He turned and fled down the other side of the ridge. His feet felt like lead, but he forced himself along.

In all that vast expanse of prairie he could see no hiding place.

Then ahead of him he saw the army of buffalo, and an idea occurred to him.

The Six-Gun Gorilla was following him by scent and sight. When it could not see him it was sniffing the ground and picking out his scent.

If he could only pass through that mass of buffalo the gorilla would lose the trail. Not even a gorilla could track him over ground trampled by thousands of buffalo.

Tutt Strawhan’s heart beat with fresh hope. He kept steadily on his way towards the herd, and as he drew nearer he slowed his pace to a slow walk. He did not want to disturb or alarm the herd.

To make things even better, he plucked some branches from bushes which he passed, and held them around him as camouflage. By moving very slowly he believed that he would pass unnoticed. The wind was carrying his scent away from the herd so he would not be betrayed by that.

Nearer and nearer to the outskirts of the herd he went, sometimes looking behind him.

Now he was amongst the stragglers at the front of the herd. One or two lifted their shaggy heads and glared at him suspiciously, but he stood perfectly still until they looked away, then moved on a little farther.

It was nerve-racking work passing through the grazing herd. At any other time he would not have dared try it. If the brutes had stampeded when he was in their midst, he would not have lasted ten seconds.

For more than twenty minutes he passed through the lanes of grazing buffalo, and not until he was on slightly higher ground on the farther side did he again glance to the rear.

His hand grasped his gun impulsively. He got a shock when he saw how close the Six-Gun Gorilla had come.

All that now separated them was the herd of buffalo. The gorilla was on the other side of it, and had stopped to stare at the moving mass before him.

“If he tries to come through there—they’ll stampede!” gasped Tutt Strawhan, and just then an idea came to him. “Why not? Why shouldn’t they be stampeded—in the other direction?”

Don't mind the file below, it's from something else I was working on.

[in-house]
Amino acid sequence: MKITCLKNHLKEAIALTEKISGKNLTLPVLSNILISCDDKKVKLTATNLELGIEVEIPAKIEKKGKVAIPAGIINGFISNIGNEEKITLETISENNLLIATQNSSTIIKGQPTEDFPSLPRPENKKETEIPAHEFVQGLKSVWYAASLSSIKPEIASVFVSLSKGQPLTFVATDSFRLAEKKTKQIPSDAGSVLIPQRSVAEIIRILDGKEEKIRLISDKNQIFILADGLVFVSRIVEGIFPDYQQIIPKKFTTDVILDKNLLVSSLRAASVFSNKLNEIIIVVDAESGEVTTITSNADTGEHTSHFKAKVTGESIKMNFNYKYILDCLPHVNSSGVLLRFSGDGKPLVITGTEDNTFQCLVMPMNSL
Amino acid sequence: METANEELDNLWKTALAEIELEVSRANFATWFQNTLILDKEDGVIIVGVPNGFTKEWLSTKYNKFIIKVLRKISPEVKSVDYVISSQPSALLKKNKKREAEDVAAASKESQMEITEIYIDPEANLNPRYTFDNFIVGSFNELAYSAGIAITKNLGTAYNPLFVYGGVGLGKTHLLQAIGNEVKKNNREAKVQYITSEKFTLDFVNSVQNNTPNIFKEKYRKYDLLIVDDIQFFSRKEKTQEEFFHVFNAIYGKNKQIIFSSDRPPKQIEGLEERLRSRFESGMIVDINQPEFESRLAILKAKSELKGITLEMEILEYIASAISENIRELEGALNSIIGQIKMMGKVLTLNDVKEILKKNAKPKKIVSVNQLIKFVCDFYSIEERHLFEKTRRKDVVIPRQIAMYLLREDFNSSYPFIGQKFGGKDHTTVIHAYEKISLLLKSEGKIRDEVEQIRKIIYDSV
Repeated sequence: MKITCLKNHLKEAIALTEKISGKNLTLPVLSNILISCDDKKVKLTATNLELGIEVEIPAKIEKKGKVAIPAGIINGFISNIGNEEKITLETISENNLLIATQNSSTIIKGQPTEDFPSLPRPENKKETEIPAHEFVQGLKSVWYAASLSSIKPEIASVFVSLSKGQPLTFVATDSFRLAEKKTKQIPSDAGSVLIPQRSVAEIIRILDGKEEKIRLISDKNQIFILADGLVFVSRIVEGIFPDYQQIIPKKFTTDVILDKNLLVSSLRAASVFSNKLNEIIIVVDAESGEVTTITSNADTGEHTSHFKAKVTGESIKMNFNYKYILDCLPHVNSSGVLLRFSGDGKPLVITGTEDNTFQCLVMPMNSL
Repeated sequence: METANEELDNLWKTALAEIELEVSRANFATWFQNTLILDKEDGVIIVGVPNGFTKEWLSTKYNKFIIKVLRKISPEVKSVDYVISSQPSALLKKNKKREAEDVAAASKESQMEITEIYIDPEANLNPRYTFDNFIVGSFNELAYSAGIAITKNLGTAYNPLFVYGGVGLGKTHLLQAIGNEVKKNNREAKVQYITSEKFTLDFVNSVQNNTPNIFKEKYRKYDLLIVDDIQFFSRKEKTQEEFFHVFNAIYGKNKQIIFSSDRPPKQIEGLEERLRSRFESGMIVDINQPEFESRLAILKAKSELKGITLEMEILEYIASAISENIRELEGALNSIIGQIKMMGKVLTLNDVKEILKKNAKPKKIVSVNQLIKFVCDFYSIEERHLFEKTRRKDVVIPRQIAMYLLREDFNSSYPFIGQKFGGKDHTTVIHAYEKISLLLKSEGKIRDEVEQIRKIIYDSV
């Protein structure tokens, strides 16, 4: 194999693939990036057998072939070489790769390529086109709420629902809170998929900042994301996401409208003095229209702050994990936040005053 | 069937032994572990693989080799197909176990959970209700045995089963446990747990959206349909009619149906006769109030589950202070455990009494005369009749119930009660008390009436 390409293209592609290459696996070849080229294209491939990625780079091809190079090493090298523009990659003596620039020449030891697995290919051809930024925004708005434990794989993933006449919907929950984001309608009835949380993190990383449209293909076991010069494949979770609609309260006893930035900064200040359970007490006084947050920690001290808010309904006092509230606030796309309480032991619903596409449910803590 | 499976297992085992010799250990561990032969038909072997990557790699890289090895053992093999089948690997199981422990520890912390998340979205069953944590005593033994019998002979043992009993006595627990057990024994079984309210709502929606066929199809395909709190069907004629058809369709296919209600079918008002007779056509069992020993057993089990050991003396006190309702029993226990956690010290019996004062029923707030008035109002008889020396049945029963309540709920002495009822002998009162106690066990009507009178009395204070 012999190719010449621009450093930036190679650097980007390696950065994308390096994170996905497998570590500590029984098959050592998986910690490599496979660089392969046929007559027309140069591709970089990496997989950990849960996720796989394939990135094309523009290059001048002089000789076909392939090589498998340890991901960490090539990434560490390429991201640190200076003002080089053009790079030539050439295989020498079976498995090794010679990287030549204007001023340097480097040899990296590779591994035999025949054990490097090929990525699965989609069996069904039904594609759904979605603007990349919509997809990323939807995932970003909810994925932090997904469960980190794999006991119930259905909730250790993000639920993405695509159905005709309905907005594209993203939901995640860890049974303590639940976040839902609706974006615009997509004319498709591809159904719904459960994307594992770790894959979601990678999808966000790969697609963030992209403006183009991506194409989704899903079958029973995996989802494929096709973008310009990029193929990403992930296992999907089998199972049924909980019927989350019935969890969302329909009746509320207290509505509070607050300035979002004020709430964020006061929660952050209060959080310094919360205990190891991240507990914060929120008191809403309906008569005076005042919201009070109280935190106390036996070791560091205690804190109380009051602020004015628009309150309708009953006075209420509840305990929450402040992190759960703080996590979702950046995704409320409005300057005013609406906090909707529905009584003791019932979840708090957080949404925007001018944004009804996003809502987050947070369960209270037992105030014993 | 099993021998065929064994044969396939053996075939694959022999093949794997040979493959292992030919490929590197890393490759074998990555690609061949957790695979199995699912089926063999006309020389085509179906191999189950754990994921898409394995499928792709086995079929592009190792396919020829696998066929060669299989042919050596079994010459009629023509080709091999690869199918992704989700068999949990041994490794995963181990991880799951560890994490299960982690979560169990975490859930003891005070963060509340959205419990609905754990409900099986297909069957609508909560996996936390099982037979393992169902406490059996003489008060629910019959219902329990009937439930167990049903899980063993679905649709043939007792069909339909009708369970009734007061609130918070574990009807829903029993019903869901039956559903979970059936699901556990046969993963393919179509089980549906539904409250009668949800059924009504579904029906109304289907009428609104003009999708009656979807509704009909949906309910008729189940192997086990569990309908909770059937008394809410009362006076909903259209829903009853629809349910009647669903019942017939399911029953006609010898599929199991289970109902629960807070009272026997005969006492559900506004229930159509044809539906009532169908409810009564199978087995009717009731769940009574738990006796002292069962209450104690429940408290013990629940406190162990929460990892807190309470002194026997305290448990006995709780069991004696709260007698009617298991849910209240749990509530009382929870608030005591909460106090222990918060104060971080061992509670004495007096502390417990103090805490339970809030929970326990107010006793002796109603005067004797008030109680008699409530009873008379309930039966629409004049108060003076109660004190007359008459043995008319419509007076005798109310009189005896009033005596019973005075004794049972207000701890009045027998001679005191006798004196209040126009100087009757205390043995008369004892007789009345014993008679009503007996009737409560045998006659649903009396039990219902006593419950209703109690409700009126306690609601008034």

It had suddenly occurred to him that he could start a stampeded from his side and send the army of buffalo towards the oncoming gorilla. Anything in the path of the buffalo would be wiped out.

No sooner had the idea occurred to the hunted scoundrel than he jerked out his gun and aimed it over the backs of the unsuspecting beasts.


He fired rapidly, at the same time shouting at the top of his voice.

Several thousand buffalo raised their heads and gazed in the direction of the shots. Strawhan fired at one of the nearest brutes and caught it in the shoulder with a bullet. The startled beast roared with pain, and retreated towards the others. They all stirred restlessly.


Tutt Strawhan well knew how to start cattle moving. He had learned that during his cattle rustling days.

When he had reloaded and advanced towards them, the mass of shaggy creatures started to move the other way. One or two bulls turned and lowered their heads, but they did this only to give the others time to get clear. The main herd was on the move, and they were heading faster and faster away from Strawhan. Strawhan shouted and yelled at the top of his voice and waved his arms vigorously as he jumped up and down.

The buffalo broke into a gallop. Strawhan knew that he had succeeded, for those on the move pushed the others, and after that nothing could stop them.